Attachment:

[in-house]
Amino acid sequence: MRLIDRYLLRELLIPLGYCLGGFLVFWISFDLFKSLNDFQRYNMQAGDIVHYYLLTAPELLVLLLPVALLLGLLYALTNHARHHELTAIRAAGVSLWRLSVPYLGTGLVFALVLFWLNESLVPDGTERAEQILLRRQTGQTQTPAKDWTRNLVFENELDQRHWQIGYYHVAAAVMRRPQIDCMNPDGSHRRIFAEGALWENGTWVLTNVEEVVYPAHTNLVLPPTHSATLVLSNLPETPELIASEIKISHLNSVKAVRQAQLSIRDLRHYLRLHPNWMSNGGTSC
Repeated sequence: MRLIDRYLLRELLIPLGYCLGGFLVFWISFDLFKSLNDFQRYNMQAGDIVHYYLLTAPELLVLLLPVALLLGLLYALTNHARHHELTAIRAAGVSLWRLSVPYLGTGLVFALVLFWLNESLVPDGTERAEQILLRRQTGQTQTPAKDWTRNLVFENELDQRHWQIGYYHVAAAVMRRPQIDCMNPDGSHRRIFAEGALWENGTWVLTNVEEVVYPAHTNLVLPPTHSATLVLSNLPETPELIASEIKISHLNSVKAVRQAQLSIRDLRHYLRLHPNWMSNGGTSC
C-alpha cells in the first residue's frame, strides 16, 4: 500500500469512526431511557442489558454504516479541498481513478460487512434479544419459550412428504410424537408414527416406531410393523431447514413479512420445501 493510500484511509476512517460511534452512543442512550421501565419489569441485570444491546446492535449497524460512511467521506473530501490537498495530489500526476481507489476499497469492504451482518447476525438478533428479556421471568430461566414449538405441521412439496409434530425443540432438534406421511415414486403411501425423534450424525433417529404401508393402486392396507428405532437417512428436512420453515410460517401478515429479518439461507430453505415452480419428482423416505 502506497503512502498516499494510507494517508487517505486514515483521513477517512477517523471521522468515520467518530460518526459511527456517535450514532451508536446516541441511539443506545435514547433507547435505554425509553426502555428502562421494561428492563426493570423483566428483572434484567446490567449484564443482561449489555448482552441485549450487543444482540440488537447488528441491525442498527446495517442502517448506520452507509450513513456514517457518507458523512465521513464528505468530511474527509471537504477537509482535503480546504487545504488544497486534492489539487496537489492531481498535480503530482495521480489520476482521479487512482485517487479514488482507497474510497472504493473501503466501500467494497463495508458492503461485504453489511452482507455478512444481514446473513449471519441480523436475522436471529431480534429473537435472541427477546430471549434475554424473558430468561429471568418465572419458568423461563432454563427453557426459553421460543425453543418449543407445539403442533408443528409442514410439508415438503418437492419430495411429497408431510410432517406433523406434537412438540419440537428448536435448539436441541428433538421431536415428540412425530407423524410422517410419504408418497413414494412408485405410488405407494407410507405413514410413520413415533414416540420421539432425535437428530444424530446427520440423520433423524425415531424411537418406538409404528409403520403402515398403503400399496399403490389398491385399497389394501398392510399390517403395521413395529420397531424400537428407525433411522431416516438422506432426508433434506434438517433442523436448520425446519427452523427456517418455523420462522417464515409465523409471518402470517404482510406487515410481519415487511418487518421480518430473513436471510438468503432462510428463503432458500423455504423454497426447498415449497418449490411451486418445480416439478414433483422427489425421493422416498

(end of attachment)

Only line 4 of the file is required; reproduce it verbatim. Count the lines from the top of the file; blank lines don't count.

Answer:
C-alpha cells in the first residue's frame, strides 16, 4: 500500500469512526431511557442489558454504516479541498481513478460487512434479544419459550412428504410424537408414527416406531410393523431447514413479512420445501 493510500484511509476512517460511534452512543442512550421501565419489569441485570444491546446492535449497524460512511467521506473530501490537498495530489500526476481507489476499497469492504451482518447476525438478533428479556421471568430461566414449538405441521412439496409434530425443540432438534406421511415414486403411501425423534450424525433417529404401508393402486392396507428405532437417512428436512420453515410460517401478515429479518439461507430453505415452480419428482423416505 502506497503512502498516499494510507494517508487517505486514515483521513477517512477517523471521522468515520467518530460518526459511527456517535450514532451508536446516541441511539443506545435514547433507547435505554425509553426502555428502562421494561428492563426493570423483566428483572434484567446490567449484564443482561449489555448482552441485549450487543444482540440488537447488528441491525442498527446495517442502517448506520452507509450513513456514517457518507458523512465521513464528505468530511474527509471537504477537509482535503480546504487545504488544497486534492489539487496537489492531481498535480503530482495521480489520476482521479487512482485517487479514488482507497474510497472504493473501503466501500467494497463495508458492503461485504453489511452482507455478512444481514446473513449471519441480523436475522436471529431480534429473537435472541427477546430471549434475554424473558430468561429471568418465572419458568423461563432454563427453557426459553421460543425453543418449543407445539403442533408443528409442514410439508415438503418437492419430495411429497408431510410432517406433523406434537412438540419440537428448536435448539436441541428433538421431536415428540412425530407423524410422517410419504408418497413414494412408485405410488405407494407410507405413514410413520413415533414416540420421539432425535437428530444424530446427520440423520433423524425415531424411537418406538409404528409403520403402515398403503400399496399403490389398491385399497389394501398392510399390517403395521413395529420397531424400537428407525433411522431416516438422506432426508433434506434438517433442523436448520425446519427452523427456517418455523420462522417464515409465523409471518402470517404482510406487515410481519415487511418487518421480518430473513436471510438468503432462510428463503432458500423455504423454497426447498415449497418449490411451486418445480416439478414433483422427489425421493422416498